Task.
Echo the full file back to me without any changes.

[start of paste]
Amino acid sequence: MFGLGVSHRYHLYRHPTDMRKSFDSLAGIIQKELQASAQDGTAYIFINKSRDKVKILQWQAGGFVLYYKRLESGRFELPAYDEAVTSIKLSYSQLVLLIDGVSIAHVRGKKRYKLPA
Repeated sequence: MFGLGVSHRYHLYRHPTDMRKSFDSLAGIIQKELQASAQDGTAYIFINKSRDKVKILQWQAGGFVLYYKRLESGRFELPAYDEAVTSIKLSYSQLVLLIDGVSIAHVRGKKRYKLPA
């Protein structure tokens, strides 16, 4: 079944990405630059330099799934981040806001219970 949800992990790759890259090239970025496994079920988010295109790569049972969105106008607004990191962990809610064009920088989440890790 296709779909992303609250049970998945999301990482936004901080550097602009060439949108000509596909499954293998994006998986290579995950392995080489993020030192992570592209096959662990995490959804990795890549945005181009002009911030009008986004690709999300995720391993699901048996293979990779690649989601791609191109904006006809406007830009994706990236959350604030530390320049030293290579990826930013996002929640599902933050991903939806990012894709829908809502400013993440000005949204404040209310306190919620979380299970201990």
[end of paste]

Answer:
Amino acid sequence: MFGLGVSHRYHLYRHPTDMRKSFDSLAGIIQKELQASAQDGTAYIFINKSRDKVKILQWQAGGFVLYYKRLESGRFELPAYDEAVTSIKLSYSQLVLLIDGVSIAHVRGKKRYKLPA
Repeated sequence: MFGLGVSHRYHLYRHPTDMRKSFDSLAGIIQKELQASAQDGTAYIFINKSRDKVKILQWQAGGFVLYYKRLESGRFELPAYDEAVTSIKLSYSQLVLLIDGVSIAHVRGKKRYKLPA
């Protein structure tokens, strides 16, 4: 079944990405630059330099799934981040806001219970 949800992990790759890259090239970025496994079920988010295109790569049972969105106008607004990191962990809610064009920088989440890790 296709779909992303609250049970998945999301990482936004901080550097602009060439949108000509596909499954293998994006998986290579995950392995080489993020030192992570592209096959662990995490959804990795890549945005181009002009911030009008986004690709999300995720391993699901048996293979990779690649989601791609191109904006006809406007830009994706990236959350604030530390320049030293290579990826930013996002929640599902933050991903939806990012894709829908809502400013993440000005949204404040209310306190919620979380299970201990």